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Pinchas – Contributing to the outside world

The second half of Parashat Pinehas relates the different sacrifices which are brought every day, Shabbat, Rosh Chodesh and each of the festivals. Of the various sacrifices, our Parasha relates two bulls are brought as burnt offerings עולה on Rosh Chodesh, each day of Pesach and Shavuot; one is brought on Rosh Hashana, Yom Kippur as well as Shemini Chag Atzeret. However, on Succot, 13 are brought on the first day, 12 on the second and so on finishing with seven of the seventh day which is Hoshana Rabba making 70 in total.

Our rabbis suggest that the 70 bulls represent the 70 nations of the world. It would seem therefore that we are considering the welfare of all peoples. It is not always appreciated that when the temple stood, sacrifices were not only brought by Jews or on behalf of Jews, non-Jews could also bring burnt offerings.

On Shemini Chag Atzeret we go back to one bull allowing us to be intimate so to speak with the Almighty and reassert our chosen status. So the question which begs to be asked is what type of relationship should we be seeking with other nations. Do we want to have an exclusive relationship with God or one which includes our fellow human beings?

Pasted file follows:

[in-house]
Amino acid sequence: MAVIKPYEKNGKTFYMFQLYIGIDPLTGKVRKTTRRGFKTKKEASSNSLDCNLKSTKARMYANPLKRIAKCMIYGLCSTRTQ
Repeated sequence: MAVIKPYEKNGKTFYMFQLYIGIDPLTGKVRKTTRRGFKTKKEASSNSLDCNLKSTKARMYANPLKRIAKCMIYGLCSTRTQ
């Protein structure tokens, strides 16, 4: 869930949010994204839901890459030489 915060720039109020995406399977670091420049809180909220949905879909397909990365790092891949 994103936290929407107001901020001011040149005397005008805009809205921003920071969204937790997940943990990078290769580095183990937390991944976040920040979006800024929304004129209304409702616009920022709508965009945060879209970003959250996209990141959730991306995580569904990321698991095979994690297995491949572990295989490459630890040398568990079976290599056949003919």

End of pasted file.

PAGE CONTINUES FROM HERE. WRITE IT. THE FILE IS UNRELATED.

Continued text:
Rabbi Alan Brill in his 2010 book entitled “Judaism and other Religions: Models of understanding” identifies four approaches providing sources from the Tanach, the Talmud and Jewish commentators and philosophers from medieval times through to the modern day.

One model he relates is “exclusivism” suggesting only ours is the true religion (Rashi, Maharal, Ari, Ramchal, Tanya). Secondly, “inclusivism” which purports that Judaism is best but others have part of that truth (Halevi, Rambam, Abarbanel, Radak, Rashba, Arama, […]

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Parashat Balack – Self made destruction

Thoughts from the Parasha
Self made destruction

Quoting our sages, Rashi says that Bileam was a prophet, so the nations could not have the excuse of favouritism by Hashem to the Jewish people who benefited from several prophets whilst they didn’t. Why did He choose Bileam and why did it go wrong for Bileam?